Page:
In addition, a practical problem with the CDS circuit is that the output node of the differential amplifier slews back and forth between a video signal level and an initialized reset level at each clock period. This increases a settling time of the differential amplifier. Furthermore, this slew back and forth phenomenon also causes signal distortions.

Referring to FIG. 1 again, the outputted signal VA from the CDS module 100 is then received by the ADC 100 for converting the analog signal VA to a digital signal first according to a constant reference voltage VREF. For example, when the ADC 110 outputs a digital red signal, the multiplexer 122 selects a DC bias from the red register 124a to the DC restoring circuit 120, the DC restoring circuit 120 then adds the DC bias to the digital red signal. Thereafter, the gain adjustment circuit 130 adjusts the gain of the digital red signal by multiplying a gain value selected by the multiplexer 132 from the red register 134a. The offset adjustment circuit 140 and shading adjustment circuit 150 then adjust the offset and shading of the digital red signal by multiplying an offset and a shading value respectively selected by the multiplexers 142, 152 from the red registers 144a, 154a.

Therefore, from the discussion above, the video signal is converted to digital in advance, and a number of adjustment operations, such as DC restoration, gain adjustment, offset adjustment and shading adjustment, are then performed in the digital domain. The majority of these adjustments are multiplication operations. However, due to the current technological limitations in speed and resolution, the data length (x-bit) of the digital output is limited to such as 12-bit, 14-bit or 16-bit, etc. Therefore, after each adjustment operation is performed, the generated data length is increased due to the multiplications, and must be truncated to meet data length requirement. The outputted signal is then distorted.

Accordingly, for the reasons discussed above, the conventional video A/D converter has several shortcomings. For example, a larger noise level and an EMI problem occur because all of the prime signals are sampled simultaneously. The slew back and forth phenomenon of the CDS circuit also causes signal distortions. In addition, all of the adjustment operations are performed by multiplication in digital domain, the outputted signal is then distorted because truncation of the data is necessary in view of the data length requirement.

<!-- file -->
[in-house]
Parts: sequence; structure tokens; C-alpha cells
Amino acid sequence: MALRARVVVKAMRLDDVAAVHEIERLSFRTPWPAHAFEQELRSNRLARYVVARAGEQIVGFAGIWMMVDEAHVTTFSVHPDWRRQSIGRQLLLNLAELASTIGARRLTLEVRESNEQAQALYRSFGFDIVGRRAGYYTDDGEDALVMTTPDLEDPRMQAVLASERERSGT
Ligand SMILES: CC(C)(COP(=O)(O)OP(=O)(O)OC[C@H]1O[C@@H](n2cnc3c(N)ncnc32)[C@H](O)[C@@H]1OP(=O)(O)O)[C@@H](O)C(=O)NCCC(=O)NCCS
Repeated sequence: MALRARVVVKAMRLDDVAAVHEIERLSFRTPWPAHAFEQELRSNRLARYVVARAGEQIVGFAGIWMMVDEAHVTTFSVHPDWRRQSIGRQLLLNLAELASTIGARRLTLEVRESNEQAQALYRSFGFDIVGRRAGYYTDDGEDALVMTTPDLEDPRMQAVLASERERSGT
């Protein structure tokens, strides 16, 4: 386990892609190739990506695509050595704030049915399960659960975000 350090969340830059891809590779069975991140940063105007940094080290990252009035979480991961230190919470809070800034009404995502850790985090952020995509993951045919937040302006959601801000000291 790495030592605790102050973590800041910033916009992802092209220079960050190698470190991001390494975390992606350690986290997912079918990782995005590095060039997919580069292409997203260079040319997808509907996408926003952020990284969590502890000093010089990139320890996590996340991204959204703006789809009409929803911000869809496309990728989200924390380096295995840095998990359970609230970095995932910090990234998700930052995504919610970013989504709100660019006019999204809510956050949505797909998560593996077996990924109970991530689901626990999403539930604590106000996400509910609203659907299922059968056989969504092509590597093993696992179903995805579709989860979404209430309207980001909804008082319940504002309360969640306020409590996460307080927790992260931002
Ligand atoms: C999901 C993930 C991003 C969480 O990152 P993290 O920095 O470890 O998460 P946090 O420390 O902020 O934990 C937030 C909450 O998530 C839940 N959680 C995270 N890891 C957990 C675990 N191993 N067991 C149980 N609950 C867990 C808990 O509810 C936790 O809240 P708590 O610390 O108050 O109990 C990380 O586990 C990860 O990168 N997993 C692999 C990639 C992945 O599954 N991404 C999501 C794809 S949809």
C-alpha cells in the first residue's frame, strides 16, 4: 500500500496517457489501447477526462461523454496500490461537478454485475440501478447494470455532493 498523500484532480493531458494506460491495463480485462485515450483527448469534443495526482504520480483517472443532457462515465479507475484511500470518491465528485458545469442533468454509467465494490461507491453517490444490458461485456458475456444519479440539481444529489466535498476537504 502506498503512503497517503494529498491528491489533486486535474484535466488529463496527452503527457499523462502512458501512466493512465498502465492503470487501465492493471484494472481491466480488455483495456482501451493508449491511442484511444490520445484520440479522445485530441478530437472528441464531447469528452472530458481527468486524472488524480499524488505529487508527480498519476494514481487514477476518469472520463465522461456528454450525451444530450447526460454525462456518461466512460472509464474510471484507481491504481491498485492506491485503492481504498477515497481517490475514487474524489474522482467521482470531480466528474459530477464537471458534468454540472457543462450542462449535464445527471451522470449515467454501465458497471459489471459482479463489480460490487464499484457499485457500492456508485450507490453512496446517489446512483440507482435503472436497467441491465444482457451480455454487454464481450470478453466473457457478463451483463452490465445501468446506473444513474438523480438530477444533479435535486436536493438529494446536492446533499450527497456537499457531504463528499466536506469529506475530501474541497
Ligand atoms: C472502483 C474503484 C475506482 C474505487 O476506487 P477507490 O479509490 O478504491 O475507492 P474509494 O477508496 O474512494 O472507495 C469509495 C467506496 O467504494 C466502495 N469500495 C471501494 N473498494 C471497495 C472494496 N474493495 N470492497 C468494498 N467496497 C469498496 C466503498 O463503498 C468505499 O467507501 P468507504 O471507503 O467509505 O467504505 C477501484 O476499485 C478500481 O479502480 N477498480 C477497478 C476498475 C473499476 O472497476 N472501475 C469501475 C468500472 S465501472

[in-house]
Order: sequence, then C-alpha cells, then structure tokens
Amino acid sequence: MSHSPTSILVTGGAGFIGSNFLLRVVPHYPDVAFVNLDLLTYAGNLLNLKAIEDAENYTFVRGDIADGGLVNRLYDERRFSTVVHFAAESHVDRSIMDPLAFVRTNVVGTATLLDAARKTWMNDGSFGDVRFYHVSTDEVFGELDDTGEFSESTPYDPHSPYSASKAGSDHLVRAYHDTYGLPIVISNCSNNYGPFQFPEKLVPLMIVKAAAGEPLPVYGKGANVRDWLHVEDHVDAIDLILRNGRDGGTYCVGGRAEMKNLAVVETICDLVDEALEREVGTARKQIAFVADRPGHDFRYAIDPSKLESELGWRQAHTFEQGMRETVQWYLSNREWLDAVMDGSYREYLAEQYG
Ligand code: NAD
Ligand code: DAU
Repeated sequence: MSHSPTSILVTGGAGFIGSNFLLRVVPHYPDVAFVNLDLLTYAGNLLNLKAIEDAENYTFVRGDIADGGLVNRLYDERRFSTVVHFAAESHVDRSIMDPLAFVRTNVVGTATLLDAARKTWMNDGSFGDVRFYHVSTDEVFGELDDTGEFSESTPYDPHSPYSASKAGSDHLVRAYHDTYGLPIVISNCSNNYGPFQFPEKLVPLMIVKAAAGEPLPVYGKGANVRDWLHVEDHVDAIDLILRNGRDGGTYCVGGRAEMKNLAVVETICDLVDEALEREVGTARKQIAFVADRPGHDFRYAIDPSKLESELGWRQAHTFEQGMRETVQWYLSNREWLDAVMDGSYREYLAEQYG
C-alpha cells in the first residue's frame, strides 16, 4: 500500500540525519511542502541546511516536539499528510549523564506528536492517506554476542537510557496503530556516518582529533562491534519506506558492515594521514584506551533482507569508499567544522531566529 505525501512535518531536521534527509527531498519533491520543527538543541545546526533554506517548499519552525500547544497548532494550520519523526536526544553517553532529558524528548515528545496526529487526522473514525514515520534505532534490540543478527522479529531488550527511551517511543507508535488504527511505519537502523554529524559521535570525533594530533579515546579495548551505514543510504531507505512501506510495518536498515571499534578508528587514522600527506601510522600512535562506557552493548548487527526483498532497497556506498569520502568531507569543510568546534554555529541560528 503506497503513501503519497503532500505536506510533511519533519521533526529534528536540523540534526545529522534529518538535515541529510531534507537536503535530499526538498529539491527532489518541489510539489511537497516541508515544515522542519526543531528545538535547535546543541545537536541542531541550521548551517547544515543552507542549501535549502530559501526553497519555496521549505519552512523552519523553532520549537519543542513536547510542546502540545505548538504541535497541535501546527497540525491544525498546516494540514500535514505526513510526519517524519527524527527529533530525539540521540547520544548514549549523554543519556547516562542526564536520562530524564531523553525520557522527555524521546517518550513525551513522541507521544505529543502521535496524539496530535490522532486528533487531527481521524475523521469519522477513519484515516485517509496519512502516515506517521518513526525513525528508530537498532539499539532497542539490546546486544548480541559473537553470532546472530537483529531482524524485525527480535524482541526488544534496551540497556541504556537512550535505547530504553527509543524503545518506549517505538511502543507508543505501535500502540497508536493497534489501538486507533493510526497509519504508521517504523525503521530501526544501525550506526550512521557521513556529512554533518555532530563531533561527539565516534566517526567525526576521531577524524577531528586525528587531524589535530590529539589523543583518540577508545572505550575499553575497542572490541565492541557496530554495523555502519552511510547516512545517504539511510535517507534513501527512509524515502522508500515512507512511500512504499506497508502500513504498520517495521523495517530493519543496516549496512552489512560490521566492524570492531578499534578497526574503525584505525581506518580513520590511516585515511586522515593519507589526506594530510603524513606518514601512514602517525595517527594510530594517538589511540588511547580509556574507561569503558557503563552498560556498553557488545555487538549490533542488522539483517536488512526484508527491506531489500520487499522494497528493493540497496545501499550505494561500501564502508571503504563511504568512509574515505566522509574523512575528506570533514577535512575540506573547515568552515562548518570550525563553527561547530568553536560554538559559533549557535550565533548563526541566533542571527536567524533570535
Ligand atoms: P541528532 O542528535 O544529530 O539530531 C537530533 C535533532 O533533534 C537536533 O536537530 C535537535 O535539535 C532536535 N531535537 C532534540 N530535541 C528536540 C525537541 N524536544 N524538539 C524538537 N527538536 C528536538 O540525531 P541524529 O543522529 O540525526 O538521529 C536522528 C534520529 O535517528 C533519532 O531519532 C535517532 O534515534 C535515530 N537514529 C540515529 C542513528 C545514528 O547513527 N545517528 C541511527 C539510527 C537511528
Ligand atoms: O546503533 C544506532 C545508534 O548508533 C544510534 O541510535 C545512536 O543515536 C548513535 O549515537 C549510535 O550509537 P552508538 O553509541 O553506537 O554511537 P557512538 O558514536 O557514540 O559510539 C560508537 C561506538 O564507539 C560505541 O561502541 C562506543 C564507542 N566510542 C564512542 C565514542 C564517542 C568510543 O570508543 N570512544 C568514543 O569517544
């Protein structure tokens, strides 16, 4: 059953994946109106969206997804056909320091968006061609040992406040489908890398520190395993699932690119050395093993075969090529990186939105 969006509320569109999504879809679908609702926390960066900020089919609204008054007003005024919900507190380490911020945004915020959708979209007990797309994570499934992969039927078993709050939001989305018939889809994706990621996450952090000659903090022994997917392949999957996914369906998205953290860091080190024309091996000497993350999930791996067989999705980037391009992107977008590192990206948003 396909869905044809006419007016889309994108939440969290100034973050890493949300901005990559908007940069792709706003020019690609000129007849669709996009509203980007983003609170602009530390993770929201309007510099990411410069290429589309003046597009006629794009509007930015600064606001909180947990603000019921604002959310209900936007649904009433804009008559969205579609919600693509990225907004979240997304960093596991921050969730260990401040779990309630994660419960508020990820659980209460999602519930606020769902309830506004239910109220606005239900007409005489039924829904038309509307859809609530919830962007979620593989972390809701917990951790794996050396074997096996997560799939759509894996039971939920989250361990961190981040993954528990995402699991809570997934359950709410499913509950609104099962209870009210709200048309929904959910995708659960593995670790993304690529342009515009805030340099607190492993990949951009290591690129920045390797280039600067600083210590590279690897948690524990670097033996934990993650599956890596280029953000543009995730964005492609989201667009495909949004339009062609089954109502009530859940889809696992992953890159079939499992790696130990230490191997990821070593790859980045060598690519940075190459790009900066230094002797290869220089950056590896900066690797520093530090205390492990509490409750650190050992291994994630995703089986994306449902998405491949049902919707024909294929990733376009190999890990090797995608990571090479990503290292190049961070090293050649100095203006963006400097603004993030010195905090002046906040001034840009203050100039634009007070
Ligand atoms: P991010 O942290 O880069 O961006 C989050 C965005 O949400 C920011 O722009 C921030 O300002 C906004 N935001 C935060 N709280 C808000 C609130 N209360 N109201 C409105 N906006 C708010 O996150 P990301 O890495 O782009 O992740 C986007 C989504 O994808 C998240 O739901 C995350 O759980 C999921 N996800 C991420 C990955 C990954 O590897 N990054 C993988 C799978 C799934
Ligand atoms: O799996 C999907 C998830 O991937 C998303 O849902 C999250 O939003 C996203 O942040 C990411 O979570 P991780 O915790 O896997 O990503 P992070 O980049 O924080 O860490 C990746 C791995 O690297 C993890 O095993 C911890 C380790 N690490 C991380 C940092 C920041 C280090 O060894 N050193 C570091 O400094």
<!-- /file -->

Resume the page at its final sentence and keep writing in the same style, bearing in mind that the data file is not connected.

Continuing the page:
SUMMARY OF THE INVENTION

The invention provides a video analog-to-digital converter, comprising a differential correlated double sampling (DCDS) module, a DC bias circuit, an adjustment module and an analog-to-digital (A/D) converter. The DCDS module is used for sampling a red, a green, and a blue analog signal respectively with a delay time, and then selecting one of the sampled red, green and blue analog signals for outputting. The DC bias circuit is connected to the DCDS module for performing an analog addition to the output signal of the DCDS module for the DC bias restoration. The adjustment module is used for converting a set of digital adjustment data to an analog adjustable reference voltage The A/D converter is connected to the output of the DC bias circuit and the output of the adjustment module. By referring the adjustable reference voltage, the A/D converter converts the analog input signal to a digital output signal.

The DCDS module further comprises three DCDS circuits for sampling the red, the green and the blue analog signals respectively, time delay circuits connected between the DCDS circuits, and a multiplexer is used for selecting one of the sampled red, green and blue analog signals as an output signal.

Advantageously, the DCDS circuit can overcome the slew back and forth phenomenon of the conventional CDS circuit. In addition, the restoration of the DC bias and all of the adjustments are performed in the analog domain to avoid the truncation that causes signal distortion. Furthermore, the time delay circuits are used in the DCDS module to avoid simultaneous sampling from the CCD sensor, thereby reducing the noise level and the EMI problem.

It is to be understood that both the foregoing general description and the following detailed description are exemplary, and are intended to provide further explanation of the invention as claimed.

BRIEF DESCRIPTION OF THE DRAWINGS

The accompanying drawings are included to provide a further understanding of the invention, and are incorporated in and constitute a part of this specification. The drawings illustrate embodiments of the invention and, together with the description, serve to explain the principles of the invention. In the drawings,